On Monday, May 9, Frank Smith of Loxahatchee Groves celebrated a very important milestone with friends, family and phone calls.
Frank, father to two, grandfather to seven and great-grandfather to 16, celebrated his 100th birthday, a milestone reached by only a tiny percentage of people.
“It was my birthday; it was another day,” Frank said. “My granddaughter was over here, her husband and her two sons. Earlier today, I had some other friends here. So, all day long we had visitors.”
Frank had lunch with his visitors as they reminisced about the past.
“As far as I was concerned, it was another day, another birthday. We all got together,” the newly minted centenarian said. “We don’t make a big fuss about things, just go along as it is, day by day, and enjoy or accept whatever’s going on.”
Reaching 100, to Frank, isn’t the accomplishment — his family is.
“I’m 100 years old — that’s it,” Frank said. “I have 16 great-grandchildren.”
Frank and his late wife Lucille married on Feb. 27, 1943, and they celebrated many anniversaries together before she passed away in March 2014. The two left a large and growing legacy. Their late daughter Diana Berezo (1950-2021) and son Ron Smith made sure they had plenty of grandchildren, and consequently, great-grandchildren to dote on.
“We were married for about three weeks, and the U.S. Army sent me over to the Pacific for two and a half years, so I didn’t see my bride for two and a half years,” Frank recalled. “When I came back, we started our family: Ron, my son, and Diana, my daughter. Between those two, as they got married, we developed seven grandchildren.”
Frank and Lucille’s family is their greatest legacy, said Karl Smith, one of Frank’s grandchildren. That family now spans from Florida to North Carolina and Virginia, and from Ohio to Texas.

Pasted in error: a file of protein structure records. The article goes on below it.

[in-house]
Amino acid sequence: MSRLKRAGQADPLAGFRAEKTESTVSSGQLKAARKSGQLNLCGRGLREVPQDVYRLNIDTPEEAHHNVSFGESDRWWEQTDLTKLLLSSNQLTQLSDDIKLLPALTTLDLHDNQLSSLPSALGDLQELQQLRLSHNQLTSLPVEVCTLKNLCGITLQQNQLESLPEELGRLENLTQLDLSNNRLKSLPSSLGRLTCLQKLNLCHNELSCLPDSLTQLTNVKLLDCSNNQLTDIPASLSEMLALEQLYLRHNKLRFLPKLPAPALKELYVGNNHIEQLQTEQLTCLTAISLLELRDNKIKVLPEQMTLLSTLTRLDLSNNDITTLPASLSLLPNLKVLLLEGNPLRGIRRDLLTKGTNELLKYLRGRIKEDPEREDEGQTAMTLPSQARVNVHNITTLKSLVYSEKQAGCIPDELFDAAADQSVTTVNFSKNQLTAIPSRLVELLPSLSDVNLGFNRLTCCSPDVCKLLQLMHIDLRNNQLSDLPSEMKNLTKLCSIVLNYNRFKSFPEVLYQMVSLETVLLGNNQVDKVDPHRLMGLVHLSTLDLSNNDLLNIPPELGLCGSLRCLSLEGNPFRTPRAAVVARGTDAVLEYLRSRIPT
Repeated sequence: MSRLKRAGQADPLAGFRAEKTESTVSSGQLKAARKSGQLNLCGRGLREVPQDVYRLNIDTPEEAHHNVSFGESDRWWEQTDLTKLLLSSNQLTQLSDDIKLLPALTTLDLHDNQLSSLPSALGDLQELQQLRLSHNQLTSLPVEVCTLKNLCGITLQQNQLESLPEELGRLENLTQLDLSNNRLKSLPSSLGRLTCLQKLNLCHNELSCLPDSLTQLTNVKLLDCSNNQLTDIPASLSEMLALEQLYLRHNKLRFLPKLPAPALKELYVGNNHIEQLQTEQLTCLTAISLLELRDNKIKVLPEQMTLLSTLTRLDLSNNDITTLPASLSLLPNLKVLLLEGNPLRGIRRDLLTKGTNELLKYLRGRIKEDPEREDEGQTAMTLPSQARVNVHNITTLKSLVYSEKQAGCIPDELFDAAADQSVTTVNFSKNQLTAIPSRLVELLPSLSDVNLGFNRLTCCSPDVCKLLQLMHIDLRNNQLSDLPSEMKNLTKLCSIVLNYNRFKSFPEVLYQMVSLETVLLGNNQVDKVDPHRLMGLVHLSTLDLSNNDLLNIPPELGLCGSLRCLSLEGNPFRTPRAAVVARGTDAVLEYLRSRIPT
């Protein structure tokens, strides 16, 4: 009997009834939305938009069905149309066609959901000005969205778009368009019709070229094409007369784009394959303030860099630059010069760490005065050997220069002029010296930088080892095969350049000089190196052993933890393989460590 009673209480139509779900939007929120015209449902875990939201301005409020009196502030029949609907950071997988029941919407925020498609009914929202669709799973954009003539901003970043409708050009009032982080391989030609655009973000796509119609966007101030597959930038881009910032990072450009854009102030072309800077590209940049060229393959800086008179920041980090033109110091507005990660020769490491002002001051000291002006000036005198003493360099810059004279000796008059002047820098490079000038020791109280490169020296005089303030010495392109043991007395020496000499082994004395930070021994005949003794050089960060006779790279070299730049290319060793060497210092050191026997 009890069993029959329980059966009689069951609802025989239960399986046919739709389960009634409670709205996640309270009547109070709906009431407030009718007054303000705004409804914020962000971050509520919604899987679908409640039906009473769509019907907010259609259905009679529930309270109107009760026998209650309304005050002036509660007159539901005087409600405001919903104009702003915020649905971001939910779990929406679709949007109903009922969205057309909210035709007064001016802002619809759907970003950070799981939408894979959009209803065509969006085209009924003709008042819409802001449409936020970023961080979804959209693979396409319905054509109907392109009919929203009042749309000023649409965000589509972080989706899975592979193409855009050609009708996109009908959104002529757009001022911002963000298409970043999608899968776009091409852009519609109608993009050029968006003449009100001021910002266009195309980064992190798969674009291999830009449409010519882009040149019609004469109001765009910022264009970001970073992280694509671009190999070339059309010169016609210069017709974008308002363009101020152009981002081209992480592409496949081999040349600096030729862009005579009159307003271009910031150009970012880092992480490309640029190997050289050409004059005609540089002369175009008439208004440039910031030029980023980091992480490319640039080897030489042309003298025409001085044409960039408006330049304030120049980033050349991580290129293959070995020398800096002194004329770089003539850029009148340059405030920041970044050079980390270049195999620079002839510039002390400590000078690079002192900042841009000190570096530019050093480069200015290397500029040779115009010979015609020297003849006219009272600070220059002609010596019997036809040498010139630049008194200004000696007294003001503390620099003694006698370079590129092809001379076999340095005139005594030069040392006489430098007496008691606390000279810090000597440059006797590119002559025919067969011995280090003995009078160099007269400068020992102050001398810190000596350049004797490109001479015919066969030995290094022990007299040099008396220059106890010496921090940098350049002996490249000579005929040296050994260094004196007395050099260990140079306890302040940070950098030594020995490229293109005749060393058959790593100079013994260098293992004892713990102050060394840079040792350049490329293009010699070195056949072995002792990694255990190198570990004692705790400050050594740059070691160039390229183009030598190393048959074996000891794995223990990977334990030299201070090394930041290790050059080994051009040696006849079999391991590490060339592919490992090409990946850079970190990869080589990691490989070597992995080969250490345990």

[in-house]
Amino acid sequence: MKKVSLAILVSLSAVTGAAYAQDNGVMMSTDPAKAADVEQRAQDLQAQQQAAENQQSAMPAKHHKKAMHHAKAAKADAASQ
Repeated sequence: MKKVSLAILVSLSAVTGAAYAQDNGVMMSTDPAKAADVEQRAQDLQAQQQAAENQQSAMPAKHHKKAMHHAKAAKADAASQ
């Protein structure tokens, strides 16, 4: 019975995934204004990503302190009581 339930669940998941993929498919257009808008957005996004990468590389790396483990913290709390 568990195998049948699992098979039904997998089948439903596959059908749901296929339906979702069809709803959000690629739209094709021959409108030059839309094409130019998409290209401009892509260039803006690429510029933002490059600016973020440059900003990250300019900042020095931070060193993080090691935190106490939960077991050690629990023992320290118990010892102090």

“The cool thing about him is, he had an eighth-grade education, and then he worked in restaurants basically from the time he was 12 or 13 years old, up until he went to enlist in the military, and he went and fought in World War II,” Karl said. “He was in the air wing.”
Karl added that his grandparents met while Frank was in basic training. Frank was 21 when he enlisted into the U.S. Army in 1942.
“I spent six years in the army,” Frank recalled. “Two and a half years I spent in the Aleutian Islands.”
After the war, the couple lived in Washington, D.C., then North Miami, before coming to Loxahatchee Groves in 1984, where Frank has lived ever since.
“We’re just plain-living people here,” Frank said. “It’s quiet.”
The quiet Loxahatchee Groves life has served Frank and his family well.
“My brother and I were both born and raised out there,” Karl said. “We were in the Town-Crier several times growing up. My grandparents were in there a couple times. When they had their 50th anniversary, the Town-Crier did a little thing on it. They were also in one of the first volunteer groups to open up Palms West Hospital.”
Karl and his brother Klay, who works as a football coach, both played high school and college football. Klay graduated from Royal Palm Beach High School in 1999, in its first graduating class.
Even into his 70s, Frank would go out and throw the football around with them, his grandson recalled. “He liked golf and football,” Karl said.
And Frank always stayed interested, even though as a child he was smaller, and not allowed to play. Frank is 5-foot-8, while most of the family is over 6 feet tall.
“My grandparents traveled up until their late 80s, and they’d travel by car,” Karl said, including going to see Karl and Klay playing college football in Chicago. “They’d sit there and freeze, and watch us play.”
To commemorate Frank’s 100th birthday, Karl wanted to share a story with the community. A story of a small child taking a long train ride.
In 1928, when Frank was just six years old, he took a train from Texas to the northeast to join his father, who was a chef who worked in the hotel industry.
“They put a boy on a train, with three porters, one woman and two men. They were the greatest people I ever met in my life,” he said. “Good people.”
Frank had a ticket attached to him, like luggage, with his name and his final destination. To this day, he still has the train ticket from his multi-day adventure.
“My father said, ‘You become a cook and a chef, and you’ll never have to worry about a job.’ And he was right,” Frank said. “As long as I stayed in the restaurant/hotel business… everything was fine, even up to this day.”
Frank later spent 30 years at Sears Roebuck, starting as a salesperson and retiring as management.
“I take every day as it comes along, no big deal. I have a lot of good friends here, and Florida is a great state. Every state I’ve been to has been great — Pennsylvania, New York, Missouri, Florida. One of my favorites was Texas, of course,” Frank said. “It’s just another day for me.”
Though Frank didn’t ask for a big fuss for his 100th birthday, he received countless birthday cards and “thank you for your service” cards, as well as many phone calls to commemorate the occasion.